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Five things to expect at Australian Formula One Grand Prix at Melbourne Park

Australian Formula One driver Daniel Ricciardo of McLaren F1 Team in action during the first practice session of the Formula One Grand Prix of Australia at Albert Park Circuit in Melbourne, Australia, 8 April 2022. Picture: Simon Baker/EPA

Australian Formula One driver Daniel Ricciardo of McLaren F1 Team in action during the first practice session of the Formula One Grand Prix of Australia at Albert Park Circuit in Melbourne, Australia, 8 April 2022. Picture: Simon Baker/EPA

Published Apr 8, 2022


Johannesburg - Formula One returns to Albert Park Circuit after an absence of two years. Here, Morgan Bolton takes a look at what to expect from the Australian Grand Prix.

5 Merc upgrades still a downer

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It has been a horrible, terrible, unpleasant, hurtful, offensive, rotten, wretched start for the Silver Arrows this year, if the general consensus is to be believed.

Nevertheless, after two races, the Silver Arrows are second in the constructors’ standings, thanks to a bit of luck, and many will agree what they have so far served up, is not good enough. Mercedes are expected to bring a couple of upgrades to Melbourne this weekend which they hope will buffer them from further disappointment.

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A new rear wing is anticipated, with possible chances to the floor, as they try to negate the porpoising of their car. However, don’t expect a miracle this weekend – the W13, at the moment, is just not good enough to compete against Ferrari and the Red Bulls.

4 Seb is back

After Covid-19 laid him low, Sebastian Vettel returns to take up his ride at Aston Martin, with Nico Hulkenburg vacating the seat.

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Hulkenburg did a more than adequate job in his absence, even embarrassing Lance Stroll by finishing ahead of the Canadian at the Saudi Arabia GP. Vettel, meanwhile, might realise that it would have been better for him if he remained ill as the AMR22 has been pretty darn average in the opening two races.

Seb is a great driver, but expecting him to extract a result out of such a poor car at the moment, and with limited time in the cockpit, is probably asking too much. However, he is vastly experienced, so maybe, just maybe, he can score the first points of the season for Aston Martin.

3 Where in the world is Danny Ric?

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It has been established that I am no fan of Daniel Ricciardo, but even I feel a tinge sorry for him. Not much, but just enough for it to register.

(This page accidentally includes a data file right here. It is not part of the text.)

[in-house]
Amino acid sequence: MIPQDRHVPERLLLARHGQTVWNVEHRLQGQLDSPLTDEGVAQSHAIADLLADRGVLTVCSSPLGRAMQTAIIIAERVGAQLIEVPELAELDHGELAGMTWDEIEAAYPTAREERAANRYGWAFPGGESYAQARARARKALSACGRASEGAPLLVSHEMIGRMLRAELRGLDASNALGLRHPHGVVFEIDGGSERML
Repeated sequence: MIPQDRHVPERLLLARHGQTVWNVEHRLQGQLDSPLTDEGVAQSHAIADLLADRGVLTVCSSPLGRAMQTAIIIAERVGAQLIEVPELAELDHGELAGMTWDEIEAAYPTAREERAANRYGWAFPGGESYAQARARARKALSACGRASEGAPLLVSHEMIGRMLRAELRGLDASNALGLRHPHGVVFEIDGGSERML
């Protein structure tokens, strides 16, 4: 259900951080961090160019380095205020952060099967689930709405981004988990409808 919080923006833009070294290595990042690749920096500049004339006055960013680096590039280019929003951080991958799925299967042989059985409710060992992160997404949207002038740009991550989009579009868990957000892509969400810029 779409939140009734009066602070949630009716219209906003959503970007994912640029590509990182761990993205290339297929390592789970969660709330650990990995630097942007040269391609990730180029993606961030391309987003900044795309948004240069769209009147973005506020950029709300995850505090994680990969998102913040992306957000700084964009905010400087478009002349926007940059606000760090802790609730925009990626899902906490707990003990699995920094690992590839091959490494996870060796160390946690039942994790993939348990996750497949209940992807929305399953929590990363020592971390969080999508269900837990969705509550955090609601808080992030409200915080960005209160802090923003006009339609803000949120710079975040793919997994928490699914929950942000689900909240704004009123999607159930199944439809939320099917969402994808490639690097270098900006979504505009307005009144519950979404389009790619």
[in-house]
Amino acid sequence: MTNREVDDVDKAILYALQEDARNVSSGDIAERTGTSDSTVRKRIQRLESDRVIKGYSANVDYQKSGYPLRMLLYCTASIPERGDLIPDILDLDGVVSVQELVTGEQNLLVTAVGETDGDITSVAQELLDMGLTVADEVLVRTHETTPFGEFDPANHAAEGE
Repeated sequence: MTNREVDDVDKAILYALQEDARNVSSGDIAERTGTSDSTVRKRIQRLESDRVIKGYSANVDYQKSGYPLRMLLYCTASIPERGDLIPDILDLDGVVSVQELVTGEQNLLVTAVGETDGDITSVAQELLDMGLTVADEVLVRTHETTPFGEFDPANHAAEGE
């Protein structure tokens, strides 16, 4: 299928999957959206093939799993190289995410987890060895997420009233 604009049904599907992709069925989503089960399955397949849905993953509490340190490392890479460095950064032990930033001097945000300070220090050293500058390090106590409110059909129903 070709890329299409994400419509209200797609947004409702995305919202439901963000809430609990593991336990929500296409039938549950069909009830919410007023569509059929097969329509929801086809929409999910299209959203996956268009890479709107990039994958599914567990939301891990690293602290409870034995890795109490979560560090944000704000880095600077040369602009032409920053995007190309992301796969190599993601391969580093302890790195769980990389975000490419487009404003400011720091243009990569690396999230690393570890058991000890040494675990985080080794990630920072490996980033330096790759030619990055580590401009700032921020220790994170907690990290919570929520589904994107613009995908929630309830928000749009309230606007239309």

McLaren are another team that are nowhere so far this season. As they say in Afrikaans, hulle boer agteruit (they have taken one step forward, but two steps back). This is Ricciardo’s home race, of course, and after last year McLaren would have hoped that they had a fighting chance for consistent podiums with their drivers – which includes Lando Norris - when kicking on this season.

Alas, that has not happened and it is Ricciardo who is bearing the brunt of it. Since leaving Red Bull, the Aussie hasn’t really achieved anything of significance. Sure he won at Monza last year, but for a driver with championship ambitions, his time to build a lasting legacy is quickly running out.

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2 You get DRS, and you get DRS, and you get DRS! Everyone gets DRS!

The Australian GP was the first casualty of Covid-19 two years ago and while it has been off the calendar, the organisers took the opportunity to modify it.

Turn 1 of the circuit has been widened to assist overtaking, as has Turn 3, 11 and 13. Further down the track, Turn 6 has been remodelled from a corner where drivers had to slow down to 149km/h, to one where they will attack the apex at 219kh/h. The chicane at Turn 9 and 10 has been removed, extending the straight to 1.3km and speeds anticipated at 330km/h.

The pitlane has also been widened and the speed limit increased to 80km/h there, but perhaps the most ludicrous change is that the track now has four, yes four, DRS zones with two detection zones.

Previously, the Aussie GP could be a bit of a procession, but if the changes work, we will be in for one helluva race on Sunday morning.

1 Charlie and the Ferrari factory

The duel between Chalres Leclerc of Ferrari and defending world champion Max Verstappen has been fantastic so far this season.

It hasn’t been chef’s kiss good – it has only been two races, after all – but so far the new rules and regulations have given us exactly what we wanted: Wheel-to-wheel action until the final lap, leaving the result in doubt until the very last corner.

The Scuderia and Bulls are by far the best teams, so expecting anything less than another hotly contested race is not the ramblings of a madman. Leclerc has been calm and collected so far, while Verstappen has been brilliant, if not overly hysterical at times.

At the moment there is a lot of respect between the two in how they are battling each other, but the cynic in me believes it won’t be long until there is an incident between the two.

With the track design now rigged for overtaking, and consistent pressure, will we see that happen this weekend?

Yes, no, maybe, I don't know. Can you repeat the question?